In the ruins of Mosul, a hunt for the missing



In Mosul, the missing are everywhere, their families hunting through the ruined Iraqi city for traces of lost husbands and wives, parents and children, brothers and sisters.
Squatting on the edge of a crater under the burning sun of an Iraqi summer, Khaled Fizaali watches as a digger of the Civil Defense service pulls up a jumble of iron bars, concrete and wood.
The smell of decay rises as the excavator reveals human remains and Fizaali quickly descends from his perch of rubble in west Mosul.
But it’s not his wife Sarah, 31, or his seven-year-old girl Touqa, who he has been desperate to find for the last two months. “It’s a neighbor, I recognize the clothes,” he says. “I know they’re under there. My brother was with them when it was bombed.”
Nineteen members of Fizaali’s family died in the May 19 air strike on the building, where jihadist fighters had taken up positions on the roof. Only his brother survived.
Seventeen bodies were found in a first search a month ago, including the remains of Fizaali’s 10-year-old son. Fizaali has no illusions; his wife and daughter are dead.
“But what’s important for me is to find their bodies, this would bring me peace. I could visit them when I wanted to. When I go to my son’s grave, I feel calmer.”
It took more than eight months of heavy fighting, air strikes and shelling to dislodge the Daesh group from Mosul, Iraq’s second largest city and once the jihadists’ biggest urban bastion.
In the process significant parts of the city, and especially west Mosul’s Old City, were pulverised, leaving months of work ahead for Civil Defense workers to clear out the debris and search for the many still missing.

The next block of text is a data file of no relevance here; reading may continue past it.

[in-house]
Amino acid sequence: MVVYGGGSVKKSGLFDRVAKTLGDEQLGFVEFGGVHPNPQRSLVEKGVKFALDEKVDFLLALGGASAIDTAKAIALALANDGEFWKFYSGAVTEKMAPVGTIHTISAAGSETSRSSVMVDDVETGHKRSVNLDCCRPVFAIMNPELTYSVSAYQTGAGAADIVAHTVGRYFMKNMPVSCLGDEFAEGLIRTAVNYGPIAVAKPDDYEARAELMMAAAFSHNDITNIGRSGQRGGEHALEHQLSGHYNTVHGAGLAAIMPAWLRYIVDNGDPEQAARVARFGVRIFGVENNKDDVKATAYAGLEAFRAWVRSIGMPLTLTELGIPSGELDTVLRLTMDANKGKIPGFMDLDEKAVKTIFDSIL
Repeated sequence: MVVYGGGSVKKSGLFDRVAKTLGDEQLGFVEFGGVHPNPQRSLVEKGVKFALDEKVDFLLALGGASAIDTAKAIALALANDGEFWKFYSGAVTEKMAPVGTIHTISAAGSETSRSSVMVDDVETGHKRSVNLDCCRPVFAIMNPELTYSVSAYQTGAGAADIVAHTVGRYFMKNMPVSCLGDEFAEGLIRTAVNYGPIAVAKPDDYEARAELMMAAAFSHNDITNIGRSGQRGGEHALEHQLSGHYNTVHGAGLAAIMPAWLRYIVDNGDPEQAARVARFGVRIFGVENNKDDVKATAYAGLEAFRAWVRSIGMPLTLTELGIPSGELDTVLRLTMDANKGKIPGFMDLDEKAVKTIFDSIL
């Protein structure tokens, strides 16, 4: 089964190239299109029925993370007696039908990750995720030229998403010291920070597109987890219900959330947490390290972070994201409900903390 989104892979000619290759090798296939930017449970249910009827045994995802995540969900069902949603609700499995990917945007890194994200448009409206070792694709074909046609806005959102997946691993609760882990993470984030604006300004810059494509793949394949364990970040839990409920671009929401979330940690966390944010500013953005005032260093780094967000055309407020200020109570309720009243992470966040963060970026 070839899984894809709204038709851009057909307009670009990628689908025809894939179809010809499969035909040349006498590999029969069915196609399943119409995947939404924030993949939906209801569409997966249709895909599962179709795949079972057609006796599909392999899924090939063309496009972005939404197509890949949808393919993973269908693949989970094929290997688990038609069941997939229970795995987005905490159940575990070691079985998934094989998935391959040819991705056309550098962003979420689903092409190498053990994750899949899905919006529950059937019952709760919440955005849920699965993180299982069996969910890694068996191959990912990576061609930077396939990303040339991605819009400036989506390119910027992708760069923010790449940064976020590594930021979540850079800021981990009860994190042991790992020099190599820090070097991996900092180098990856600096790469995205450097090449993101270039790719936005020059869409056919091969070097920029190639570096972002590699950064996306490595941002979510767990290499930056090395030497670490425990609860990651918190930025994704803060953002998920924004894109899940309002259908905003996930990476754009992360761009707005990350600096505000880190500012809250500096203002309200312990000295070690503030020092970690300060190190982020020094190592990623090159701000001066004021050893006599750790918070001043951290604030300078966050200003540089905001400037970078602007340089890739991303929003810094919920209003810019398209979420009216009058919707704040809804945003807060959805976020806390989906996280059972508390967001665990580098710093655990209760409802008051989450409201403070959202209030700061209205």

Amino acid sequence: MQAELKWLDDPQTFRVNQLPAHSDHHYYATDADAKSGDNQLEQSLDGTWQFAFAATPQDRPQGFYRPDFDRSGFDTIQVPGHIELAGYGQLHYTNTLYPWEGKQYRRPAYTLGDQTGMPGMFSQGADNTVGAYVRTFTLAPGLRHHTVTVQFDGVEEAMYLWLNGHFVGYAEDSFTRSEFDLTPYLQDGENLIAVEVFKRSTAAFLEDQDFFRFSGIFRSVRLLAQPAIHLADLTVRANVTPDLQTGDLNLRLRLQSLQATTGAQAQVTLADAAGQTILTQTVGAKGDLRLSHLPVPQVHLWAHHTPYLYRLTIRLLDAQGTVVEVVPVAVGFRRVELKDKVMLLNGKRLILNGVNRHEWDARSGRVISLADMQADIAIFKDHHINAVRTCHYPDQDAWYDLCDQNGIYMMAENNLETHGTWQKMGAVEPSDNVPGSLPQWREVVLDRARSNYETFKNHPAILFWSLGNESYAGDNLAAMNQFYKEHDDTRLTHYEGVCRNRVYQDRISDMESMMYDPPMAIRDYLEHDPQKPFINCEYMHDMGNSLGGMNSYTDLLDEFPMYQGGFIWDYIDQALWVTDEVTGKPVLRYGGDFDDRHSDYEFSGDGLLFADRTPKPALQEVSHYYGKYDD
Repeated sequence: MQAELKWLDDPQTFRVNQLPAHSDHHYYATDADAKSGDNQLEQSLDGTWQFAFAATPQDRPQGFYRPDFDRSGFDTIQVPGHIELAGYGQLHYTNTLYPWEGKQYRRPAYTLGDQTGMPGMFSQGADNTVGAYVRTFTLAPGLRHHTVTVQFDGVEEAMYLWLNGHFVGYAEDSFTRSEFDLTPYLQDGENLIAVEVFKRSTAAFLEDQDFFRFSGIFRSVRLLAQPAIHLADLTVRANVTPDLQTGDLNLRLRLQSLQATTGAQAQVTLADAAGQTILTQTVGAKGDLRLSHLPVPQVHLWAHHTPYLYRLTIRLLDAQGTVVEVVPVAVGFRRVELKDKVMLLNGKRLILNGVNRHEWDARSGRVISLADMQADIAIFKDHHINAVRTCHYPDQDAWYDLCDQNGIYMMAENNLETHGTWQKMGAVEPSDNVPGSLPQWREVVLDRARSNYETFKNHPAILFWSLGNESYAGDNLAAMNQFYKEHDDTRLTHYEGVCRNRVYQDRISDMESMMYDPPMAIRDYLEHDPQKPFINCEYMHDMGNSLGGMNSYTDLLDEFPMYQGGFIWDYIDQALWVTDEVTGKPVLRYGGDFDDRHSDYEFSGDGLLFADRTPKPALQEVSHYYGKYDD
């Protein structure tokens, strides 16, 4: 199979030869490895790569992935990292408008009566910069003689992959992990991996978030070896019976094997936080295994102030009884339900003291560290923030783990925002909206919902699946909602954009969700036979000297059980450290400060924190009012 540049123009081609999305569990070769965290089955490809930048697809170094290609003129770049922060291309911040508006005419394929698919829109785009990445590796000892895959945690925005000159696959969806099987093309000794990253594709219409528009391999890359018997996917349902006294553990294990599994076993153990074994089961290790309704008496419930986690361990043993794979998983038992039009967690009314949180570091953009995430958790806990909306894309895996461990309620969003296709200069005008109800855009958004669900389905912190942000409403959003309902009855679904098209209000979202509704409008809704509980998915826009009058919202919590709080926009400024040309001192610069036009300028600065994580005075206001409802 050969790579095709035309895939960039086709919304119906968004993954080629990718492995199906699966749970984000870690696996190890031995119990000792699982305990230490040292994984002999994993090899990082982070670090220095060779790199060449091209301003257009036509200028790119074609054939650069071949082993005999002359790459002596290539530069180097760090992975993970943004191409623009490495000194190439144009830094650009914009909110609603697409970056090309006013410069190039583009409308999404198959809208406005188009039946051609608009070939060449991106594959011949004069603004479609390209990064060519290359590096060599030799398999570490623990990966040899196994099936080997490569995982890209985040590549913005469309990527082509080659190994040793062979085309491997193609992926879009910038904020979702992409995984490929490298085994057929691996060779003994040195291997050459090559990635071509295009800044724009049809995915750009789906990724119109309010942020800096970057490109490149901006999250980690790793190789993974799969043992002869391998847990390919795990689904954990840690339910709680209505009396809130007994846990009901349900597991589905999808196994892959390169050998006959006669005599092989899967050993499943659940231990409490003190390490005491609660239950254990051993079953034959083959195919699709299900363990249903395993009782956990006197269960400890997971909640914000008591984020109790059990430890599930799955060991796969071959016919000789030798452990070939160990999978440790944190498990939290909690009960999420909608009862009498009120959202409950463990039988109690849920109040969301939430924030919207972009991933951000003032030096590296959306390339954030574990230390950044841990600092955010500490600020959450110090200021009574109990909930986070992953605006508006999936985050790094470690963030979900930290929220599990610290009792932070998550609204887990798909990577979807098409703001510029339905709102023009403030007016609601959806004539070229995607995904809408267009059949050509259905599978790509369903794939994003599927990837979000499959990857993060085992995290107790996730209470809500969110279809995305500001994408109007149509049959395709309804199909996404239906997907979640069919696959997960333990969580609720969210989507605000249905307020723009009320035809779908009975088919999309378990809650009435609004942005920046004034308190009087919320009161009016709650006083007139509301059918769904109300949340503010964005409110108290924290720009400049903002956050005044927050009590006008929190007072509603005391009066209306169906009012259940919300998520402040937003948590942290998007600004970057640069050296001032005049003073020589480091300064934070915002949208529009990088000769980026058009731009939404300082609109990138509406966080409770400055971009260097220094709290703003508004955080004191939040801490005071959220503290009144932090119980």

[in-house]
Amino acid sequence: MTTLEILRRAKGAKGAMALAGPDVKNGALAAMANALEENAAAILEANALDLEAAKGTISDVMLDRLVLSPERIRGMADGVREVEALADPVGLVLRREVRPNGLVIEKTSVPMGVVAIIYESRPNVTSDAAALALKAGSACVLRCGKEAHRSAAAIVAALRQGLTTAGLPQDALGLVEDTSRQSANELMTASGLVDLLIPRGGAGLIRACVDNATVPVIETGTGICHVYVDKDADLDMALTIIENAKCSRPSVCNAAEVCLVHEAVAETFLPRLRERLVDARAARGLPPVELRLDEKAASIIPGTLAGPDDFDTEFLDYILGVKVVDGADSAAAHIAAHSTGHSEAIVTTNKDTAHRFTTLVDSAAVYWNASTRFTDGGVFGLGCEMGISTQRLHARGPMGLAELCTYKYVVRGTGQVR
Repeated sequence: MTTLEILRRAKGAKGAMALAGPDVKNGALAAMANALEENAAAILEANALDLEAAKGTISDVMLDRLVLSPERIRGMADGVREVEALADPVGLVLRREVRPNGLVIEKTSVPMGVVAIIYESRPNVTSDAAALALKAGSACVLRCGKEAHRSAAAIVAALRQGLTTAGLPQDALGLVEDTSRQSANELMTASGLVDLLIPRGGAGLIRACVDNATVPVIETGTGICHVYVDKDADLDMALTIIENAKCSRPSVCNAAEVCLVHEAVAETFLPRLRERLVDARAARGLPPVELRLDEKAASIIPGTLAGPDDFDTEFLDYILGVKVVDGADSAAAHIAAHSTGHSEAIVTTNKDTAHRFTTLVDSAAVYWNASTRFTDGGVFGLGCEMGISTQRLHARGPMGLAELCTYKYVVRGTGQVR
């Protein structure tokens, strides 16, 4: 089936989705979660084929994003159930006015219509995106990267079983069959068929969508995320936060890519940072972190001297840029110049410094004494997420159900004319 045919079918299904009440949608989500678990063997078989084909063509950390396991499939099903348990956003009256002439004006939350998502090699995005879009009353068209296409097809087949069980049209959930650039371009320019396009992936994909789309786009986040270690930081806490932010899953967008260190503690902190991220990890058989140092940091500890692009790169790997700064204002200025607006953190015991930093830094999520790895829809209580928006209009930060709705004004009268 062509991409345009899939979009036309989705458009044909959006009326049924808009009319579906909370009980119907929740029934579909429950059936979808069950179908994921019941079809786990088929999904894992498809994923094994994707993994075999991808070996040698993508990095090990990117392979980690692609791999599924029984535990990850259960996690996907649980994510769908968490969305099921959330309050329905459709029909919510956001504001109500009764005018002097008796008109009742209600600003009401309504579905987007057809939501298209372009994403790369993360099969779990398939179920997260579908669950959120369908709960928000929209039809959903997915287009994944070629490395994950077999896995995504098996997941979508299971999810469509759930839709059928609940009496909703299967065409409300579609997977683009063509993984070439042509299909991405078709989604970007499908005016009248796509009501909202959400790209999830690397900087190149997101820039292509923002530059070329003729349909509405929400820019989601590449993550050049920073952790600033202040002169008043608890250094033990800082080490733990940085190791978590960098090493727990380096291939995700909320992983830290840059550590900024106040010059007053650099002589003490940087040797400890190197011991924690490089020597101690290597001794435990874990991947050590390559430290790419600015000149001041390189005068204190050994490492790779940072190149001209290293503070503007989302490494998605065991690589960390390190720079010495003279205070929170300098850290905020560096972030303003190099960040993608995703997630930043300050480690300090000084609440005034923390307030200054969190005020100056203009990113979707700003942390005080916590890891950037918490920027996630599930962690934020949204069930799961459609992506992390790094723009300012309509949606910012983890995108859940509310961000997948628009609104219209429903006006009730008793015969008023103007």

There are likely still hundreds, possibly even thousands, of bodies left to find. “We don’t have any estimates,” says Major Rabia Ibrahim Hassan of the Civil Defense, as his team works in the rubble nearby. “We can’t know, because Daesh moved people from house to house to use them as human shields. People still come to us today to tell us they think they have loved ones buried in this or that place.”
A few minutes later his men pull up a skull, which like the other remains that they find will be sent to the forensic department of the Al-Salam hospital in Mosul’s Wadi Hajar district.
Every day “no less than 30 or 40 bodies” arrive at the hospital, according to Dhiyaeddin Shamseddin, the deputy head of the service. In the last month, 850 bodies have passed through, of which 180 have not been identified.
A few dozen people arrive every day to enquire about lost friends and family, he says, like Zahraa and Hajar Nashwan who came to ask about their big brother Ahmed. They have had no news of him since their home was bombed two months ago.
“We made it out alive but we feel like we died,” says Zahraa, the older of the two.
“People say that even if you lose all your money and possessions, it’s not so bad, the important thing is that you still have the people you love. But we’ve lost both.” Hajar, 18, says they have done all they can to find their brother.
“We searched in the rubble, we went to the checkpoints, we went to the camp (for the displaced) at Hamam Al-Halil, we found nothing,” she says. “I don’t know if we will know some day. It will be up to God.” But for those spending their days searching the devastated streets of Mosul, there’s always some hope. “The other day we found eight people who survived in a cave under the rubble for 25 days,” Hassan of the Civil Defense says.—AFP

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